What you’ve got right is that you are expected to be successful in your job.What you are missing is that if you aren’t being clear about what success looks like and recognizing it when it’s achieved, you will likely not notice when you need to make adjustments. After all, you very likely are implementing your plan perfectly and that feels good and feels like success. So, it is so important to keep an eye on the indicators of success of the task, project, etc. and talk about them. It’s not about tooting your own horn but about checking your sails along the way to your destination.

Learn from Mistakes

Ask successful people and heads of organizations if they have made any mistakes. They will tell you that they have, and they have made lots of them. So, why are people so afraid to make mistakes? Because they think they’ll lose their job or not get promoted?

What they don’t realize is that the people they report to are more interested in what they learned, the quality of the thinking that went into their decision and how they have grown from the experience than the mistake itself. Plus, you have to be willing to take some risk if you want to get anywhere new. If you never make any mistakes, chances are you aren’t taking any risk and you are not adding new value.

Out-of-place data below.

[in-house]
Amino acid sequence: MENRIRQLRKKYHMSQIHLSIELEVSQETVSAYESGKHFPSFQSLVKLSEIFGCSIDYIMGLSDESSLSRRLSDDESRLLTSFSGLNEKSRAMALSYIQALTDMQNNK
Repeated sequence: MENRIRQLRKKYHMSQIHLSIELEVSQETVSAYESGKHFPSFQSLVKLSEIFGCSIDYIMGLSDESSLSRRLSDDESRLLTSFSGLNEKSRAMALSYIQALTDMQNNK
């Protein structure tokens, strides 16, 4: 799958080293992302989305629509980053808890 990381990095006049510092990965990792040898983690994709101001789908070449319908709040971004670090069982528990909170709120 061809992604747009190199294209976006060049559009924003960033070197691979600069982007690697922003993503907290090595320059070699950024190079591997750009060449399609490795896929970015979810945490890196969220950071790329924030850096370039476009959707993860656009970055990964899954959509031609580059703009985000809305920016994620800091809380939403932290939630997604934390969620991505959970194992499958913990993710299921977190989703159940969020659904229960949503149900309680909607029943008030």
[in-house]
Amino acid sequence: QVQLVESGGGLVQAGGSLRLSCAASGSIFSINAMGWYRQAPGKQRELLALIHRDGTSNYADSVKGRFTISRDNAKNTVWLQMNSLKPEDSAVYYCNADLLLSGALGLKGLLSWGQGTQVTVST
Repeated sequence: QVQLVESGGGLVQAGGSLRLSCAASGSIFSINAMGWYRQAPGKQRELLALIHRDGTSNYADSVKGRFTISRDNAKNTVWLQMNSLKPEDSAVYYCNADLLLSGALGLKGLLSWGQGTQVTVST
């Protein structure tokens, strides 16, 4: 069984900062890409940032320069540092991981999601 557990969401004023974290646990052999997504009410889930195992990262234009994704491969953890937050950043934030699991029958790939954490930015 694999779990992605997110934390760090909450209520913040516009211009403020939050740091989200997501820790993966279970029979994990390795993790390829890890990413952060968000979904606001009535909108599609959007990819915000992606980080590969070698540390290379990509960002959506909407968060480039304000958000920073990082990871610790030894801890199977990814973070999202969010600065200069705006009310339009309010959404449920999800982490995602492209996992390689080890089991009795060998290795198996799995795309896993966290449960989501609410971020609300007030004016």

Very often when a mistake is made and there was good quality thinking that went into that decision – there is still a huge value to the organization. Why? Because in most cases the learning itself created something new for the organization that turned out to be of great value. There is a big difference in making a mistake (bad decision) because you were lazy or just didn’t stop to think through it properly and making a mistake that was based on good quality thinking.

Conclusion

The successful leaders of the future will be those individuals who not only learn how to cope but to excel while everything is changing around them. This will take guts and smarts. Equip yourself with the best thinking methods you can get your hands on and you just might find that it’s not so scary out there after all, but actually a world full of more opportunities than ever before.